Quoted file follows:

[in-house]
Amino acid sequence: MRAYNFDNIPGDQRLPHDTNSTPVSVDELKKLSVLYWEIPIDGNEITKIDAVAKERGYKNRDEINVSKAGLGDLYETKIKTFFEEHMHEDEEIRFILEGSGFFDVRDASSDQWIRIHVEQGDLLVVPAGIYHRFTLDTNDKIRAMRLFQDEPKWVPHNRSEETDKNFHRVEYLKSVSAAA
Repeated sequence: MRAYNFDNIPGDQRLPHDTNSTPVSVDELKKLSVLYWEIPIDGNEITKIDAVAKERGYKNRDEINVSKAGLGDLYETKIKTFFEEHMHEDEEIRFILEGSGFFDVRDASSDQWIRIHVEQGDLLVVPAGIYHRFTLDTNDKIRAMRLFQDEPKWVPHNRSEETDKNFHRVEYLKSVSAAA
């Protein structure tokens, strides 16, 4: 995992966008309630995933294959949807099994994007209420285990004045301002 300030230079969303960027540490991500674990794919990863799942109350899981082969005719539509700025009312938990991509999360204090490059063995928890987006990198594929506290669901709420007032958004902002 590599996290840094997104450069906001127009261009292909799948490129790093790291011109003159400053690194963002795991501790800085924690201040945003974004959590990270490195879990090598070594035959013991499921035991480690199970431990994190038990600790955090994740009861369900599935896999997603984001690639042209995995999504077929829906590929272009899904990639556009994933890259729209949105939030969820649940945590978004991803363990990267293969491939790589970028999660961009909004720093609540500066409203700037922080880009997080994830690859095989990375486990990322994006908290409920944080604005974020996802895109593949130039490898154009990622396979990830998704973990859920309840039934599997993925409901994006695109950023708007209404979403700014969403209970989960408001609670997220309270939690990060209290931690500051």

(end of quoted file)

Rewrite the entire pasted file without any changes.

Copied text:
[in-house]
Amino acid sequence: MRAYNFDNIPGDQRLPHDTNSTPVSVDELKKLSVLYWEIPIDGNEITKIDAVAKERGYKNRDEINVSKAGLGDLYETKIKTFFEEHMHEDEEIRFILEGSGFFDVRDASSDQWIRIHVEQGDLLVVPAGIYHRFTLDTNDKIRAMRLFQDEPKWVPHNRSEETDKNFHRVEYLKSVSAAA
Repeated sequence: MRAYNFDNIPGDQRLPHDTNSTPVSVDELKKLSVLYWEIPIDGNEITKIDAVAKERGYKNRDEINVSKAGLGDLYETKIKTFFEEHMHEDEEIRFILEGSGFFDVRDASSDQWIRIHVEQGDLLVVPAGIYHRFTLDTNDKIRAMRLFQDEPKWVPHNRSEETDKNFHRVEYLKSVSAAA
């Protein structure tokens, strides 16, 4: 995992966008309630995933294959949807099994994007209420285990004045301002 300030230079969303960027540490991500674990794919990863799942109350899981082969005719539509700025009312938990991509999360204090490059063995928890987006990198594929506290669901709420007032958004902002 590599996290840094997104450069906001127009261009292909799948490129790093790291011109003159400053690194963002795991501790800085924690201040945003974004959590990270490195879990090598070594035959013991499921035991480690199970431990994190038990600790955090994740009861369900599935896999997603984001690639042209995995999504077929829906590929272009899904990639556009994933890259729209949105939030969820649940945590978004991803363990990267293969491939790589970028999660961009909004720093609540500066409203700037922080880009997080994830690859095989990375486990990322994006908290409920944080604005974020996802895109593949130039490898154009990622396979990830998704973990859920309840039934599997993925409901994006695109950023708007209404979403700014969403209970989960408001609670997220309270939690990060209290931690500051």